I wonder if the Eugenia is still in the old classification for Myrtles ? Wonder what the fruit is like ?
https://www.gapphotos.com/imagedetails.asp?view=syzygium-cormiflorum-&imageno=894762

Syzygium cormiflorum fruits on its trunk. Fruit are large, bland. Something like non bitter eggplant texture.
http://www.northqueenslandplants.com/Australian%20Plant%20Families%20G-M/Myrtaceae/Syzygium/Syzygium%20cormiflorum.html

64
In Far North Queensland, worms are a problem in pots because they attract Bandicoots.
https://en.wikipedia.org/wiki/Bandicoot
Basically they will rip open planter bags and dig out pots to get the worms.
Not sure if rats could cause those problems elsewhere, or other small mammals (shrews ) ??
For a correctly structured pot mix, with particles of various sizes, there is no advantage to worms.
You are better to add worm egg free worm castings or liquid worm castings.
This is beneficial to plants and soil, rather than having the worms do the work in the pots.

65
I'm surprised it is not better known, it must be suitable for many areas of the USA ? South West Desert Areas, California. The South and Texas too.
Other Australian plants are used in Dry Gardens in some of those areas.

66
The usual rate for fish fertiliser, commercial product, is something like dilution of 10 ml into 1 litre water.
It depends how you made it and how concentrated it is.
Usually the fish fertiliser concentrate is not putrid, but stable due to being concentrated and low water content.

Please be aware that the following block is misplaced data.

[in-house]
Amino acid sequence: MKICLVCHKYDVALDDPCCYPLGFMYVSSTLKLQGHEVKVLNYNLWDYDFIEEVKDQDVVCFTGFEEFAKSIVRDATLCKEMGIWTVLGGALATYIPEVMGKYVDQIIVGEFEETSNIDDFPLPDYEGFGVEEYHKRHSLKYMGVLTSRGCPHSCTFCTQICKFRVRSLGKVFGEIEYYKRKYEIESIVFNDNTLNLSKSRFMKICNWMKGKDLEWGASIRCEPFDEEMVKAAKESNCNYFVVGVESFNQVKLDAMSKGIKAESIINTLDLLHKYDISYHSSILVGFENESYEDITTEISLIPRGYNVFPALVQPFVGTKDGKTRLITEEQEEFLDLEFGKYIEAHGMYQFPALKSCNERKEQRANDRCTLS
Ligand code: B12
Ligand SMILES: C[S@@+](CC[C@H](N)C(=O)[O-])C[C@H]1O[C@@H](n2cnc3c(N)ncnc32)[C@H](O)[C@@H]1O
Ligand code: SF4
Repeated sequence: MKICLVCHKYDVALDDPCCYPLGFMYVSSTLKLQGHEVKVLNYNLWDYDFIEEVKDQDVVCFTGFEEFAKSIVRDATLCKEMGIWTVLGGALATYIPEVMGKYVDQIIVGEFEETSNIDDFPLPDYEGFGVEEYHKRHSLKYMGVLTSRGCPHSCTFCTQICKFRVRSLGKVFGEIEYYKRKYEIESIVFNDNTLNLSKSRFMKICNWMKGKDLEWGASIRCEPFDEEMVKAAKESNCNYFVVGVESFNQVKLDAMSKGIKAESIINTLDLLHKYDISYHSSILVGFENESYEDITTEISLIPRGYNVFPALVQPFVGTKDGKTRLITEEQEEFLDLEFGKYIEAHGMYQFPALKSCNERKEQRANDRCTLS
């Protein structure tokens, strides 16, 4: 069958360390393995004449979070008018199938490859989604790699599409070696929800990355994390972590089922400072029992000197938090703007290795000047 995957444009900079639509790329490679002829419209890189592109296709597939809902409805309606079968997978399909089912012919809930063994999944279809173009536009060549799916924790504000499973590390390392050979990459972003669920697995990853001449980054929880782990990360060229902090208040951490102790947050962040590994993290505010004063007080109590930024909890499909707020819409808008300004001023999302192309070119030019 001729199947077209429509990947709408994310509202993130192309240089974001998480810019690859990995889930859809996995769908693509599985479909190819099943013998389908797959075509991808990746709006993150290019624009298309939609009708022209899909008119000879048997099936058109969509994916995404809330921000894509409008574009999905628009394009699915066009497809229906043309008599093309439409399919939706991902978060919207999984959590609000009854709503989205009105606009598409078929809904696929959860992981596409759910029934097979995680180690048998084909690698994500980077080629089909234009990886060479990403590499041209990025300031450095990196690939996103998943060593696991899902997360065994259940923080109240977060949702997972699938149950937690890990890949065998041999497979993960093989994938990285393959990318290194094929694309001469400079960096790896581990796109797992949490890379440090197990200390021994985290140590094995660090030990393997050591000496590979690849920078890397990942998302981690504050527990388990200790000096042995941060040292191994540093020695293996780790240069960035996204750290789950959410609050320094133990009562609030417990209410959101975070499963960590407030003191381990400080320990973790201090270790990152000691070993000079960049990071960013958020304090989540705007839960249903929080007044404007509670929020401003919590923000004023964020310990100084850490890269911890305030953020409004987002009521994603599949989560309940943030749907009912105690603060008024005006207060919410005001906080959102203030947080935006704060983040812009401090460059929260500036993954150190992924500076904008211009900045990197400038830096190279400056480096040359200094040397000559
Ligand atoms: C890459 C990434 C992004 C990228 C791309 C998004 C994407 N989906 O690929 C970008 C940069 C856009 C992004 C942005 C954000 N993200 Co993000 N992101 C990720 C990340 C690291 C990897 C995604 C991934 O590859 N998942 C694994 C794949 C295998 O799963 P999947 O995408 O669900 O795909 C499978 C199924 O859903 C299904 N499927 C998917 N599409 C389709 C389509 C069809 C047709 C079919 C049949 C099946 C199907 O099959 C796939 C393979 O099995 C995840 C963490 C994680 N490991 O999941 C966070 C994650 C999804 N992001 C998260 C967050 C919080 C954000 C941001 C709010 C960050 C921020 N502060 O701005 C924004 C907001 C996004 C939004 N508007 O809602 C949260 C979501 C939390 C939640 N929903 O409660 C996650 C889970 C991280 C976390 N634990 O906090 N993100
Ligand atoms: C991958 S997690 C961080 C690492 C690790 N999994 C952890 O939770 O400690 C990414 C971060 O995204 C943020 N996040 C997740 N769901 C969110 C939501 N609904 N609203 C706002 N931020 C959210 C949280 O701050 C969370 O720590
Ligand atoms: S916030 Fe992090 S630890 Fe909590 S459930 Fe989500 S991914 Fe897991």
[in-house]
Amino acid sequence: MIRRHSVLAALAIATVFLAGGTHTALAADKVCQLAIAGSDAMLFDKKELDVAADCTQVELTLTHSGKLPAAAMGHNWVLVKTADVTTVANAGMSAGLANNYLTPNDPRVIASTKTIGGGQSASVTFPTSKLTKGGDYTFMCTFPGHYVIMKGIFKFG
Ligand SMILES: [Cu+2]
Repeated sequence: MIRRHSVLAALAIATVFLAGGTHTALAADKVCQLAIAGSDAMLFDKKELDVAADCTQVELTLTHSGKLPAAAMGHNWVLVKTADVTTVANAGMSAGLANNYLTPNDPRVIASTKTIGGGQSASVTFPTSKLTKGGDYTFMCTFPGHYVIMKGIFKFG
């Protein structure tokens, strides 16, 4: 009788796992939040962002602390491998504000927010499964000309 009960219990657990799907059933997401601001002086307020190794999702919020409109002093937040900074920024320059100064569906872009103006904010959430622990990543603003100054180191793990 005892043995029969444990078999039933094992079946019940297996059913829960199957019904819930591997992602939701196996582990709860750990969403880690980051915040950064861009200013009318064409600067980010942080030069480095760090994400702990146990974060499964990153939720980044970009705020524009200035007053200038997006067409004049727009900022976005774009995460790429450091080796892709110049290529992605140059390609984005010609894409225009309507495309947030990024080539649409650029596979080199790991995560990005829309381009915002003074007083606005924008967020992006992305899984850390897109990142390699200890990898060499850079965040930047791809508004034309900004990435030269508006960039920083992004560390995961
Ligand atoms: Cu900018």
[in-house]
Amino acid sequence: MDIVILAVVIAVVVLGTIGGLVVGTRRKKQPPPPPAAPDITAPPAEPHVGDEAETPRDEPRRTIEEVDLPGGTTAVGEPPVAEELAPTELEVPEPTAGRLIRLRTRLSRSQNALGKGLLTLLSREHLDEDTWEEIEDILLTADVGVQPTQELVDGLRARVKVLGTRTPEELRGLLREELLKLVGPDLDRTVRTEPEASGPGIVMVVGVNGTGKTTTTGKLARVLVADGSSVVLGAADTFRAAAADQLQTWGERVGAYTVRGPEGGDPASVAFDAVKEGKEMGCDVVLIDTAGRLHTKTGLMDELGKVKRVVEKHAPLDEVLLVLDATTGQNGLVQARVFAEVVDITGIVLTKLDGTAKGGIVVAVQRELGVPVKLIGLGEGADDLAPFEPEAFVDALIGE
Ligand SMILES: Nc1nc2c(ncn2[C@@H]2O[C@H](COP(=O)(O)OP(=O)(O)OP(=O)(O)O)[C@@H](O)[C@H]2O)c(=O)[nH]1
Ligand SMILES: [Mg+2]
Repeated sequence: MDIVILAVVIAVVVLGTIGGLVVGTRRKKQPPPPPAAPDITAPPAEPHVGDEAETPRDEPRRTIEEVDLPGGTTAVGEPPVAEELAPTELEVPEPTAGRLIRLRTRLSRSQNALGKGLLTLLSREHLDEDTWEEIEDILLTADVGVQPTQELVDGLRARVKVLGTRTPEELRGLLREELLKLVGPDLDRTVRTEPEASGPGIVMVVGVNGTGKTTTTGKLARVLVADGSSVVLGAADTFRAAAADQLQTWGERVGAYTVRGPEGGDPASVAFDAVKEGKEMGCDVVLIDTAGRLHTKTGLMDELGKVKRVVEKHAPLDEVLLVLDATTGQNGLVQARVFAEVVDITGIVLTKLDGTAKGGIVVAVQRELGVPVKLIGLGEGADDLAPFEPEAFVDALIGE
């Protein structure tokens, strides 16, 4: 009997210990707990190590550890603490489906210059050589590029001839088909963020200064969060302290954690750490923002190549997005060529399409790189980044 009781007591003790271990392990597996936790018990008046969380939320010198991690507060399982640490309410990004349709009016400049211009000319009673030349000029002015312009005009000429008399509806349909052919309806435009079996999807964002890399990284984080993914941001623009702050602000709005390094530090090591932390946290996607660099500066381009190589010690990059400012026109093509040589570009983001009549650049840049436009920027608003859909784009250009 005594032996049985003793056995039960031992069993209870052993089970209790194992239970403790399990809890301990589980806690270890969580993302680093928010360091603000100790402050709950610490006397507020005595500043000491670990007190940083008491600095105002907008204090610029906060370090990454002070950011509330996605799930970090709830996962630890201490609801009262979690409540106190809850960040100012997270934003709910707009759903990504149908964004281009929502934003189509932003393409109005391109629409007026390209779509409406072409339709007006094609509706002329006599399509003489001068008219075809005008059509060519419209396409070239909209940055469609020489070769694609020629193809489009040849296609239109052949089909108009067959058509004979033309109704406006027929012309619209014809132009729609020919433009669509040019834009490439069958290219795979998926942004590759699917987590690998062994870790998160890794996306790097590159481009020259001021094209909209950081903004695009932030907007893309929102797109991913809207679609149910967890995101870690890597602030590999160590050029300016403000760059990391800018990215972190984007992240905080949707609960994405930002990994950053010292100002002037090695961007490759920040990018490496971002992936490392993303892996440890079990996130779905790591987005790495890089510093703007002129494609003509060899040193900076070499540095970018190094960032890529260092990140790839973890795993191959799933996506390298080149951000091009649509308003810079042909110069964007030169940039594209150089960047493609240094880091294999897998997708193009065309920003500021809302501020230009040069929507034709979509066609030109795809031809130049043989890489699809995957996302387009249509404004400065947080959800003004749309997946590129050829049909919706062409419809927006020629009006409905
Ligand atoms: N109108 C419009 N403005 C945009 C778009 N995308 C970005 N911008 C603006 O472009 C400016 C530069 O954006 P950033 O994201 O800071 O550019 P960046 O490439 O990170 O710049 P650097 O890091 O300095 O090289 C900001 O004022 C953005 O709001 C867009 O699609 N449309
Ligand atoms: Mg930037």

Organic fertilisers certainly can burn, just not as easily as more concentrated fertilisers.
There is no harm in applying at a lower rate more frequently. You are still delivering the same nutrients.
Also you're adding active microbes and sludge which can block the soil pore space.
There was a compost tea thread here earlier.
https://tropicalfruitforum.com/index.php?topic=48579.msg469332#msg469332
and here
https://tropicalfruitforum.com/index.php?topic=1156.msg15376#msg15376

67
Hi Aiptasia, I think most everyone here would agree with you and Dr Campbell, everything said is correct.
However Citrus seed propagation is further complicated than that.

"If the seed is polyembryonic, i.e. has many embryos, it will come true. I asked what it would look like if it were polyembryonic. Carl said that the various embryos would be convoluted upon each other. If it is mono-embryonic there will be one embryo with two distinct cotyledons. Almost any sweet orange will come true from seed, as well"

Polyembryonic Citrus are the most useful types for Citrus rootstocks, basically they are 90 to 99 % clonal rootstocks.
And yet it is common practice to rouge out off types from the rootstocks before grafting. Mostly these are unusual looking versions of the rootstock type.
Within the Polyembryonic embryo there is often a mono embryonic embryo, that can also develop into a non clonal plant.

Some Mono embryonic Citrus varieties types can be highly true to type, Some can be highly variable.
On top of that there is the possibility of cross pollination with another Citrus. That throws another level of complication into the mix.

"Almost any sweet orange will come true from seed, as well" 
Yes they will produce a sweet orange tree, in fact uniform enough to be used as rootstocks for other Citrus.